We recently trekked up to the Alps to attend the 16th annual Rallye National du Laragnais. As its name implies, the race took place in the general vicinity of Laragne, a small town located about 20 minutes away from Sisteron in the lower French Alps.
Held over the course of the weekend, the race was split up into several stages that each competitor had to do twice. It took place on closed public roads that were narrow, fast-paced and very windy, and a handful of cars – notably the orange 205 pictured below – ended up stuffed in a wall, a ditch or a tree over the course of the weekend.
The cars were split up into two main groups: the first few racers were classics including a Porsche 911, a first-gen Volkswagen Golf GTI and a pair of seriously quick Alfa Romeo GTVs. Once the classics were out of the way, the race was opened up to more modern cars that were split up into a couple of sub-categories. Surprisingly, the E30s, the Simca 1000 and the Talbot Samba were all lumped in with the newer cars.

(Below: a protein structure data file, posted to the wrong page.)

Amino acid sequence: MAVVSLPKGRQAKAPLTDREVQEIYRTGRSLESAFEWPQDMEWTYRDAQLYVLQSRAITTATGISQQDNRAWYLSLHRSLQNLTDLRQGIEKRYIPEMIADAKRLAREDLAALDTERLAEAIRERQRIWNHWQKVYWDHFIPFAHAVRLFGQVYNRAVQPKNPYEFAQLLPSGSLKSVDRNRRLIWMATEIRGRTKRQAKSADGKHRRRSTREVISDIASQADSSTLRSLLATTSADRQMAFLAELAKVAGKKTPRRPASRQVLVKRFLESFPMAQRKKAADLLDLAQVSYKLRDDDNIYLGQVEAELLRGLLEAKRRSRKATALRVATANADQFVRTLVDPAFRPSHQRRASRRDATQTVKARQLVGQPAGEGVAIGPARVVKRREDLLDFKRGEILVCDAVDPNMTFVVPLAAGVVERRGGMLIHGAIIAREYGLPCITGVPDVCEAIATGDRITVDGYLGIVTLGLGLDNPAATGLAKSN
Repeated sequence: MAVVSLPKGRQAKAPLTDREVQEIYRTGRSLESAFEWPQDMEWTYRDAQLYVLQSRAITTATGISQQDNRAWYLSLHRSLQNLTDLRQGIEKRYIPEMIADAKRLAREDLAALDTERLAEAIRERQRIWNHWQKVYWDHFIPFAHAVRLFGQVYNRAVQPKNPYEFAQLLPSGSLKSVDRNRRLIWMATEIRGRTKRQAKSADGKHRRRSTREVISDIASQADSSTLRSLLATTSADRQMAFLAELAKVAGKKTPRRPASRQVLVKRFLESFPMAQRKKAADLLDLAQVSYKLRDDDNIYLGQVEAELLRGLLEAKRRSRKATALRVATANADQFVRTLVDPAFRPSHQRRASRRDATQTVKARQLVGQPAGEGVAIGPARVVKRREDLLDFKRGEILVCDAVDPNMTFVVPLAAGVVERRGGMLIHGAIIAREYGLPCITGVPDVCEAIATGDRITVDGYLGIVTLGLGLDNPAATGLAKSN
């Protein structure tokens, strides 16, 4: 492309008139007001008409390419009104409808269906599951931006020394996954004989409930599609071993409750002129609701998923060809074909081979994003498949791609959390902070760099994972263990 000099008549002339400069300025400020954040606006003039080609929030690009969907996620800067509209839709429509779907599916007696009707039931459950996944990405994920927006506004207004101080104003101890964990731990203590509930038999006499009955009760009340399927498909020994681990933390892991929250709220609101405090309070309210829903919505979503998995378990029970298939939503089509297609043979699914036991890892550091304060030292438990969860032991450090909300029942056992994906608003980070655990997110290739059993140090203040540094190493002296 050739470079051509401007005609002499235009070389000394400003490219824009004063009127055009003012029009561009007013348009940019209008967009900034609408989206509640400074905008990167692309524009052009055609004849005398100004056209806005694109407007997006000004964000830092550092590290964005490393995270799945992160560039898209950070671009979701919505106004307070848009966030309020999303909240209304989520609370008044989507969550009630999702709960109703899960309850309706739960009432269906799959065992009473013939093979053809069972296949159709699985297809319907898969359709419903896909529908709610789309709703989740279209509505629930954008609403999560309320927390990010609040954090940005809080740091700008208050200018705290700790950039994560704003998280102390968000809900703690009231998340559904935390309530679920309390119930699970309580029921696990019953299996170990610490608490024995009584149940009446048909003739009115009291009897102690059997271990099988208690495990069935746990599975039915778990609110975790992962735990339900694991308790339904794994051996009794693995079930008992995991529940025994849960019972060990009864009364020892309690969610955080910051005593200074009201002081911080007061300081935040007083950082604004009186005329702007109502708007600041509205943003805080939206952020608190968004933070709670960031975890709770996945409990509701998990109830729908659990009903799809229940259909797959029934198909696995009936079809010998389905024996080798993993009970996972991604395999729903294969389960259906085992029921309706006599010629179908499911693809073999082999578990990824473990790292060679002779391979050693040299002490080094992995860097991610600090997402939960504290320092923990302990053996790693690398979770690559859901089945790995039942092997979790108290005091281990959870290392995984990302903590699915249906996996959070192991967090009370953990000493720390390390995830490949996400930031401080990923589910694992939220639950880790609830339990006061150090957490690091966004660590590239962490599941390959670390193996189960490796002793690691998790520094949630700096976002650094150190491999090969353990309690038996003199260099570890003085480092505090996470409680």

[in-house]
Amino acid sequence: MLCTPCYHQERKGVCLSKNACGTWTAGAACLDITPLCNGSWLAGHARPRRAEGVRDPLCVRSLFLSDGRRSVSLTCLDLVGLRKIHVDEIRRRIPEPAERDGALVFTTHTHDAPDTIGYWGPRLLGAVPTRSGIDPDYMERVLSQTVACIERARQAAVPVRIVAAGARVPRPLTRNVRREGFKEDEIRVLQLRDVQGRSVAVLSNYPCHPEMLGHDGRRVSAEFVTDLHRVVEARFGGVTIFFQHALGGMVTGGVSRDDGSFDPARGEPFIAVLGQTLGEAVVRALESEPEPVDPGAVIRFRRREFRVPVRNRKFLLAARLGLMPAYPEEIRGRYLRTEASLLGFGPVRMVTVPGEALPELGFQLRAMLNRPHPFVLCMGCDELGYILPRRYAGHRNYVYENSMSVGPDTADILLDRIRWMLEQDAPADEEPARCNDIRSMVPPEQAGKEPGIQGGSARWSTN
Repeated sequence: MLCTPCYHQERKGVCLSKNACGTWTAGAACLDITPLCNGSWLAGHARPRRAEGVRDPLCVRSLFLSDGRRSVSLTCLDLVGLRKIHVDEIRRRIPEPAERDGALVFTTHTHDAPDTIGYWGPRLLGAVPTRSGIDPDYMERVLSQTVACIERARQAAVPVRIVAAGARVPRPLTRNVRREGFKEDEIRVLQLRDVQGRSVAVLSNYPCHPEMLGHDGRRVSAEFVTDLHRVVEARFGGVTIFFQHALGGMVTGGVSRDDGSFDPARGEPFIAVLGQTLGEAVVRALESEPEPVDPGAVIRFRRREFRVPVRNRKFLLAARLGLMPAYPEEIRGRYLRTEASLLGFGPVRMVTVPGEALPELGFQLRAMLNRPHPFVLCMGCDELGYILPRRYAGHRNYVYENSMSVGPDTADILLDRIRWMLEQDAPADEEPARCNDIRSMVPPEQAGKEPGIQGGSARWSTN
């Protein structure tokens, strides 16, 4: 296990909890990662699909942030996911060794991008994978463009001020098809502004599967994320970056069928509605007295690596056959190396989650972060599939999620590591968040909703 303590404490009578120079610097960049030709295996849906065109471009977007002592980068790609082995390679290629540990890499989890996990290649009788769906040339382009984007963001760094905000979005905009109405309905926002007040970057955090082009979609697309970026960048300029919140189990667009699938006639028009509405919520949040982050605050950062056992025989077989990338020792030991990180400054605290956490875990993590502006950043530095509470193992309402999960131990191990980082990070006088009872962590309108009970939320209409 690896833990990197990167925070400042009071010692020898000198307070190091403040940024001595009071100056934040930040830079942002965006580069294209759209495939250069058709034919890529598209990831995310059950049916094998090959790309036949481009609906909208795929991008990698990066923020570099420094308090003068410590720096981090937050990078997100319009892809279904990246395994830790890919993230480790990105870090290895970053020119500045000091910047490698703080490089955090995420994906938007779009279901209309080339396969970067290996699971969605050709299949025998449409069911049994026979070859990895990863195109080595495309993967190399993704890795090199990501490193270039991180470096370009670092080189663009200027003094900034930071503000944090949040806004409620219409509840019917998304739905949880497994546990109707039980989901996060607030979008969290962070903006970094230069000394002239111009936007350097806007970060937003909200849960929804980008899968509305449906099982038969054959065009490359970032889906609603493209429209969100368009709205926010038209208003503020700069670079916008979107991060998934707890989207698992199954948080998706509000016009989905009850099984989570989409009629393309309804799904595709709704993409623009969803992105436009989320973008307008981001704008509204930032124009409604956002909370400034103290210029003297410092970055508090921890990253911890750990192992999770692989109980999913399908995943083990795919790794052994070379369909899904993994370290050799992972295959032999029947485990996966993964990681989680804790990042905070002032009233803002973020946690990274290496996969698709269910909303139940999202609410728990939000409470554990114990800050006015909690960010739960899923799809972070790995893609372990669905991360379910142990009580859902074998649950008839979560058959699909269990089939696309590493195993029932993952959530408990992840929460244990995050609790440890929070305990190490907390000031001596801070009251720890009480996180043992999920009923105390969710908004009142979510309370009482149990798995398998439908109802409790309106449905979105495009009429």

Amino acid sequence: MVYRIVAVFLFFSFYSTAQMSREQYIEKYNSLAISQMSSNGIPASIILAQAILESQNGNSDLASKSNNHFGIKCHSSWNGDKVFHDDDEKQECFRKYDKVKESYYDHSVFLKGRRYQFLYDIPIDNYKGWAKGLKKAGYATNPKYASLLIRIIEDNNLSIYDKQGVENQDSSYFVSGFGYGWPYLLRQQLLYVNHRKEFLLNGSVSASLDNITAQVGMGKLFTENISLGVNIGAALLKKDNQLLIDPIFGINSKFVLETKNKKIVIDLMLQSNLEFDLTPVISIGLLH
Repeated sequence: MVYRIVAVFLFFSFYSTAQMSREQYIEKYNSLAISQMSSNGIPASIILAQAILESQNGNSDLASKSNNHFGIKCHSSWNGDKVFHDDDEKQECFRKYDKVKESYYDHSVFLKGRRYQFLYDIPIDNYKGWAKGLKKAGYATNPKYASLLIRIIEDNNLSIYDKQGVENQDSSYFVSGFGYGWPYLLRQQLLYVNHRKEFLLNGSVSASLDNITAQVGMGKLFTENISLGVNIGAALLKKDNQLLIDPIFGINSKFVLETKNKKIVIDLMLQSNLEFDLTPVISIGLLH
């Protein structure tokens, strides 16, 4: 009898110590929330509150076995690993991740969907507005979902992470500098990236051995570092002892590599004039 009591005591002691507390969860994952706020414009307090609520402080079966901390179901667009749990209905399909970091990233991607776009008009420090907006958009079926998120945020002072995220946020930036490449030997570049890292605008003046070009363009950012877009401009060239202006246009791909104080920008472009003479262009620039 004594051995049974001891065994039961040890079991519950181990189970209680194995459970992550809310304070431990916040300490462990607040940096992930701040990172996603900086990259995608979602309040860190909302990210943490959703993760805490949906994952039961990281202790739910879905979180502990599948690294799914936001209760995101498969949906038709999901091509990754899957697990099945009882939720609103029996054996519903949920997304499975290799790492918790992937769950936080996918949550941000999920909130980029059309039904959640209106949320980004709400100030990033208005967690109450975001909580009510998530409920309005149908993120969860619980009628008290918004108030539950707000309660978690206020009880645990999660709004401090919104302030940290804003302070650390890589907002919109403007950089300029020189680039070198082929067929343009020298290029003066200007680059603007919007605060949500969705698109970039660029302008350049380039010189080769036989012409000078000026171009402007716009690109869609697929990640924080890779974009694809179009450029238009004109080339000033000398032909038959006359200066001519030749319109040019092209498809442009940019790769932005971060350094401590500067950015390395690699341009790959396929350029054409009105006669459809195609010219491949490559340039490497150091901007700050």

Since the Rallye du Laragnais is a relatively important national event, the cars that raced were generally a lot nicer than the ones you typically see at local and regional hill climbs like the one we covered a few weeks ago. Peugeots were surprisingly well represented – out of nearly 65 cars, we counted about two dozen 106s, 205s, 206s and even a few 207s. Purpose-built rally cars (like the Fabia and the Fiesta pictured below) were evidently the fastest of the pack, closely followed by the BMW 318 Compact.
We’ve compiled a gallery of the pics we took during the event. Unfortunately, an ankle injury sustained during the race prevented us from moving around too much, which explains why many of the pics you see below were taken from the same angle.